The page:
This week involved a flurry of media activity for Professor Laurie Shanks, including interviews for public radio in Los Angeles, Newsweek's The Daily Beast, and a forthcoming article for New York Times Magazine.
On April 30, 2013, Professor Shanks was a guest on AirTalk, a Southern California Public Radio program, to discuss the Orange County District Attorney's recently announced plan to publicize the names of individuals who are convicted of soliciting prostitutes.
"I think that the outcome will be that people will lose their jobs, marriages will be destroyed, spouses and children will be humiliated," said Professor Shanks on the radio program.
She continued, "You're really punishing the family members, you're really imposing a penalty that wasn't contemplated. What the prosecutor is saying in this case is, 'Well I'd like to add some penalties, and what I'd like to add is humiliation, what I'd like to add is the public thinking badly of this person, what I'd like to do is let his wife know,' and that's just not appropriate in my mind."
Professor Shanks was also interviewed on this topic for a forthcoming story in New York Times Magazine.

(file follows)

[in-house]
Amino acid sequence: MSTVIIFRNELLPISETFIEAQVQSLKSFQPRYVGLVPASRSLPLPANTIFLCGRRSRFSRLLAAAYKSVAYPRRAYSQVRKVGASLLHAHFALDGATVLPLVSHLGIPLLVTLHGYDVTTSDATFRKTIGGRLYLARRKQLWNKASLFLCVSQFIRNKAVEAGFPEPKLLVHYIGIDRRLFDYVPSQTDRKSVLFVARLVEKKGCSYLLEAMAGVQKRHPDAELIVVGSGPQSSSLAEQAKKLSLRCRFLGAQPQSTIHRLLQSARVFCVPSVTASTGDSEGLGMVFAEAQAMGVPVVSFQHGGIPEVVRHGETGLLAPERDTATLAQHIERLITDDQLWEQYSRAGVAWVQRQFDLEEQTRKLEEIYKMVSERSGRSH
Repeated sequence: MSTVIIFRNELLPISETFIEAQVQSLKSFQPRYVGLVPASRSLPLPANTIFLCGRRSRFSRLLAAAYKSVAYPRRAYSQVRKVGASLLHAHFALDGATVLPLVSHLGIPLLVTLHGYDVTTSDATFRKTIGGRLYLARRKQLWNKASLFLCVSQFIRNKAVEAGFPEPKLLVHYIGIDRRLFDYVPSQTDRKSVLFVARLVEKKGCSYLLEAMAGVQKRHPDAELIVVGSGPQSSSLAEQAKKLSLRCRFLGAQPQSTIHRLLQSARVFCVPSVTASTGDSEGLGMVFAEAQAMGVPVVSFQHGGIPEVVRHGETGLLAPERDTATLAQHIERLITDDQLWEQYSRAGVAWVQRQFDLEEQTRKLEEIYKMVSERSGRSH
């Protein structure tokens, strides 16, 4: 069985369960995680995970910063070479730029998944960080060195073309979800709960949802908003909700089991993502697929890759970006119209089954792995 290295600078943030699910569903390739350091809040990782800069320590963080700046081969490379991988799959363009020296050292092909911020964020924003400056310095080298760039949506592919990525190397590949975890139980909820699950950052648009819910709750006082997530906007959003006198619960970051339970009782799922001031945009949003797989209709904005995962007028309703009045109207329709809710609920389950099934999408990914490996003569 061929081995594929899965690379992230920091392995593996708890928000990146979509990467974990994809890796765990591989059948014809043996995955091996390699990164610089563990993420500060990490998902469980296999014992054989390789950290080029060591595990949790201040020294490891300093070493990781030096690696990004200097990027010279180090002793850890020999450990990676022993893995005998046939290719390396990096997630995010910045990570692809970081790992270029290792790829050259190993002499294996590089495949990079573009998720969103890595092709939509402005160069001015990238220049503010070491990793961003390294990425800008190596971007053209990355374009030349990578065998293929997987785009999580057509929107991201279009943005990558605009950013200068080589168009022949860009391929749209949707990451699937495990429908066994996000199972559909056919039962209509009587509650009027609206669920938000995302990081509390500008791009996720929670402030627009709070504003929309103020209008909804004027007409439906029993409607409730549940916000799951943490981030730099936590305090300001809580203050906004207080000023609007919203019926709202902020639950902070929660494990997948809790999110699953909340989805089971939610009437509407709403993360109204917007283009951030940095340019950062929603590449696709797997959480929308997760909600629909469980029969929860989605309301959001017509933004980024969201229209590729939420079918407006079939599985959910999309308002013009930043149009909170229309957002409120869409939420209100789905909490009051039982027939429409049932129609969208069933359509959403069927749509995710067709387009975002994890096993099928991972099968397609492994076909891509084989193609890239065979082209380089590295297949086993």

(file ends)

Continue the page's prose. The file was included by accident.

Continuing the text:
That same day, Professor Shanks did an interview for popular news website The Daily Beast on Judy Clarke, the defense attorney appointed to defend the suspect in the Boston Marathon bombing case.
In that interview, Professor Shanks said “In addition to being a brilliant lawyer in terms of knowing the law and persuading a jury, perhaps her most impressive quality is her ability to connect and understand individuals that the rest of the world despises. She is really able not only to gain their trust but to make their actions understandable to others.”
A frequent resource for journalists on a variety of legal issues, Professor Shanks teaches Client Interviewing and Counseling, Negotiating for Lawyers, Trial Practice I: Criminal Pretrial Skills, and Trial Practice II: Criminal Trial Skills. She also serves on Judge Kaye's task force on wrongful convictions and the state bar's committee on the future of indigent defense, as well as a referee for the New York State Commission on Judicial Conduct.
Professor Shanks joined the Albany Law School faculty in 1989 after private practice in Phoenix, Ariz., where she focused on criminal defense and personal injury litigation. While in Arizona, she was also the training director for the Maricopa County Public Defenders Office and served as a judge pro tem.
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